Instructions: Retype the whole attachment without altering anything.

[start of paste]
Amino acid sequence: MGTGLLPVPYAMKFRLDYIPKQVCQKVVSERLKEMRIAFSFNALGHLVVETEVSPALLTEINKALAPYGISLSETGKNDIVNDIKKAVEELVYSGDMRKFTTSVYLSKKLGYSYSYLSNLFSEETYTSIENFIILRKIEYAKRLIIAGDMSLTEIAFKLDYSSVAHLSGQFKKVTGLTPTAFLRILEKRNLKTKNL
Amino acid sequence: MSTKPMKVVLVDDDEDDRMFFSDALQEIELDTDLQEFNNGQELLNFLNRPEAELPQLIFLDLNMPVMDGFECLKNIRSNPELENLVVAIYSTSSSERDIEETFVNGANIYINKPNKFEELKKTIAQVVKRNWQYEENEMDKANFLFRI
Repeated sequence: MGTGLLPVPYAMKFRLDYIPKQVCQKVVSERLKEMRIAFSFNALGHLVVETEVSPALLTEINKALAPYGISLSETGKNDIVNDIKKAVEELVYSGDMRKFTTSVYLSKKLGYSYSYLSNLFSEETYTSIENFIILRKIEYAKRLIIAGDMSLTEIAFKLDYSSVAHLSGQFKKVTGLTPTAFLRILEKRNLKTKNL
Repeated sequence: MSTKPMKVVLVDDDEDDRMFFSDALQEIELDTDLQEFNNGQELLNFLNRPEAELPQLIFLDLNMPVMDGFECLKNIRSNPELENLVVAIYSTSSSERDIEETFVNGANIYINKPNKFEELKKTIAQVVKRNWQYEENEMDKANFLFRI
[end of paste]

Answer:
Amino acid sequence: MGTGLLPVPYAMKFRLDYIPKQVCQKVVSERLKEMRIAFSFNALGHLVVETEVSPALLTEINKALAPYGISLSETGKNDIVNDIKKAVEELVYSGDMRKFTTSVYLSKKLGYSYSYLSNLFSEETYTSIENFIILRKIEYAKRLIIAGDMSLTEIAFKLDYSSVAHLSGQFKKVTGLTPTAFLRILEKRNLKTKNL
Amino acid sequence: MSTKPMKVVLVDDDEDDRMFFSDALQEIELDTDLQEFNNGQELLNFLNRPEAELPQLIFLDLNMPVMDGFECLKNIRSNPELENLVVAIYSTSSSERDIEETFVNGANIYINKPNKFEELKKTIAQVVKRNWQYEENEMDKANFLFRI
Repeated sequence: MGTGLLPVPYAMKFRLDYIPKQVCQKVVSERLKEMRIAFSFNALGHLVVETEVSPALLTEINKALAPYGISLSETGKNDIVNDIKKAVEELVYSGDMRKFTTSVYLSKKLGYSYSYLSNLFSEETYTSIENFIILRKIEYAKRLIIAGDMSLTEIAFKLDYSSVAHLSGQFKKVTGLTPTAFLRILEKRNLKTKNL
Repeated sequence: MSTKPMKVVLVDDDEDDRMFFSDALQEIELDTDLQEFNNGQELLNFLNRPEAELPQLIFLDLNMPVMDGFECLKNIRSNPELENLVVAIYSTSSSERDIEETFVNGANIYINKPNKFEELKKTIAQVVKRNWQYEENEMDKANFLFRI